Tuesday, October 28, 2014

Water Supply Update...

I was doing a little Fall cleaning over the weekend and I decided to take a peek inside the water tank. Glad I did.....I found a layer of scum on the bottom. Everything I read said to have a solid colored tank to keep light out and inhibit algae growth but I though since my tank was in the shed..out of direct sunlight that I would be OK. Well, I was wrong. Cleaning the tank was not a big deal....a shop vac, scrub brush and a bit of bleach did the trick. the episode did bring to light some design flaws in my system...

1. I need a drain from the main tank to the outside.  I disconnected my supply line into the house to drain the tank but I need to plumb in a permanent way to drain the main tank for cleaning. A simple Y fitting and a length of hose with a shut-off will work. That will be the next project...

2. I need some form of pressurized water when the tank is empty. This time I used a super soaker but I need a better solution.

3. Even though I don't drink the water I still need to treat it. A little bleach would have gon a long way.

4. I need a better pre-filter system. There was a little more debris in the tank than I was expecting....likely from some very heavy rains we had. A tighter screen, angled away from the house would probably help a lot.

All in all the system is working great. I will need to keep a better eye on maintenance and keeping the inside clean though...especially when I put my new roof on and start drinking the water..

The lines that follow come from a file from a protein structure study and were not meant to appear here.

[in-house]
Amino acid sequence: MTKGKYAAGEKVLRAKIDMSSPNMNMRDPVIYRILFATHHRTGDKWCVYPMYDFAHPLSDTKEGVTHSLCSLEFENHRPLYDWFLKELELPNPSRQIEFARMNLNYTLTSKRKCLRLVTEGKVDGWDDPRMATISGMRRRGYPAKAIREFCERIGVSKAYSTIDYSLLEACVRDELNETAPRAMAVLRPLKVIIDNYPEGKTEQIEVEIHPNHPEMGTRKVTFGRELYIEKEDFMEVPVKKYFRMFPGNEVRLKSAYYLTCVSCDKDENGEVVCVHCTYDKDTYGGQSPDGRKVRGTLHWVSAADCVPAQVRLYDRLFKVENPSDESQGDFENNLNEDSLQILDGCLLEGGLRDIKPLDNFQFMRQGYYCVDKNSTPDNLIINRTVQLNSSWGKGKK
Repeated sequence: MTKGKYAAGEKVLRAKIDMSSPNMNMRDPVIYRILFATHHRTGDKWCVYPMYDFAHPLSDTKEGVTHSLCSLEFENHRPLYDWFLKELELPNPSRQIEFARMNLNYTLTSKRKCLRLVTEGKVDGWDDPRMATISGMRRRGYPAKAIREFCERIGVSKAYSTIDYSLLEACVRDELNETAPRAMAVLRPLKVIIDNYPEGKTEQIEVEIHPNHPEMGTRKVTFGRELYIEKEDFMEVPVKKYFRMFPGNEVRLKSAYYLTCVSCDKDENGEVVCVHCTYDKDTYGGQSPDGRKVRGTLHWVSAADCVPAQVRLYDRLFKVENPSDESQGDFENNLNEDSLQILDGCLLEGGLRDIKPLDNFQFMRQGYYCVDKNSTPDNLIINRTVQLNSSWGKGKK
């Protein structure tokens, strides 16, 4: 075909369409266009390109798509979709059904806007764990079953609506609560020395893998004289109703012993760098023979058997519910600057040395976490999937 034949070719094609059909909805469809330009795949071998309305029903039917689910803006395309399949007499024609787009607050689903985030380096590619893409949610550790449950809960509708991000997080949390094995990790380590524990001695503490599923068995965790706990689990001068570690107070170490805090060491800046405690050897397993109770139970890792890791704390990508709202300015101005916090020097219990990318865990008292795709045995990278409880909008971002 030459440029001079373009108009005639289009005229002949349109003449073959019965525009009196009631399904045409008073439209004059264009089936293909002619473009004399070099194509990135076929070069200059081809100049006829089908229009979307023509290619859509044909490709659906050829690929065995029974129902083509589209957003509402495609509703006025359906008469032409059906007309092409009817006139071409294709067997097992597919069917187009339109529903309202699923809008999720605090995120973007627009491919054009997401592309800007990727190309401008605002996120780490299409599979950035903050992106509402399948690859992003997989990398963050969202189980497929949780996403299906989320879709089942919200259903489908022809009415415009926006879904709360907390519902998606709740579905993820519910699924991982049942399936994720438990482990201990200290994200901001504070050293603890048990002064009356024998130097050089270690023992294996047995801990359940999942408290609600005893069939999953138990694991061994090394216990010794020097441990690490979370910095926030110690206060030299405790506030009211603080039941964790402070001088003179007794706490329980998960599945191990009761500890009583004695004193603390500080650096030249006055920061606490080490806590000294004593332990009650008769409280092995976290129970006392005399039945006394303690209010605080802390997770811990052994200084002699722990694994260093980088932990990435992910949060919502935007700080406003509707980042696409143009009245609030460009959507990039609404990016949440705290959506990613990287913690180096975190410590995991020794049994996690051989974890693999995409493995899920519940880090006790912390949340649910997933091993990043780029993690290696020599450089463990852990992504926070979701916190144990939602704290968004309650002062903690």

Thursday, October 2, 2014

Home Improvement......

I have been pretty lazy this summer, focusing more on having fun than homesteading. The result is that the tiny house is getting a little wild. The bushes have grown up around the property making the house seem very set in and frankly, I kind of like it. Changes are coming though. I am on the process of trying to purchase 1 acre in town and move the house which means I have a bunch of work to do. Ideally this will happen before the cold sets in so I have started organizing my tasks in order to be ready as quickly as possible.
The property I am trying to buy is a little different that what I am working now. There were 2 mobile homes there in the past and they are on city water (and septic and electricity). While I would prefer to remain off grid I may have to hook up to utilities to get a C/O. I am not sure but it should not be too hard to do if it comes down to it. The big X factor is the composting toilet. I need to get approval from the county to use one and they are still not very common out here. Fingers crossed.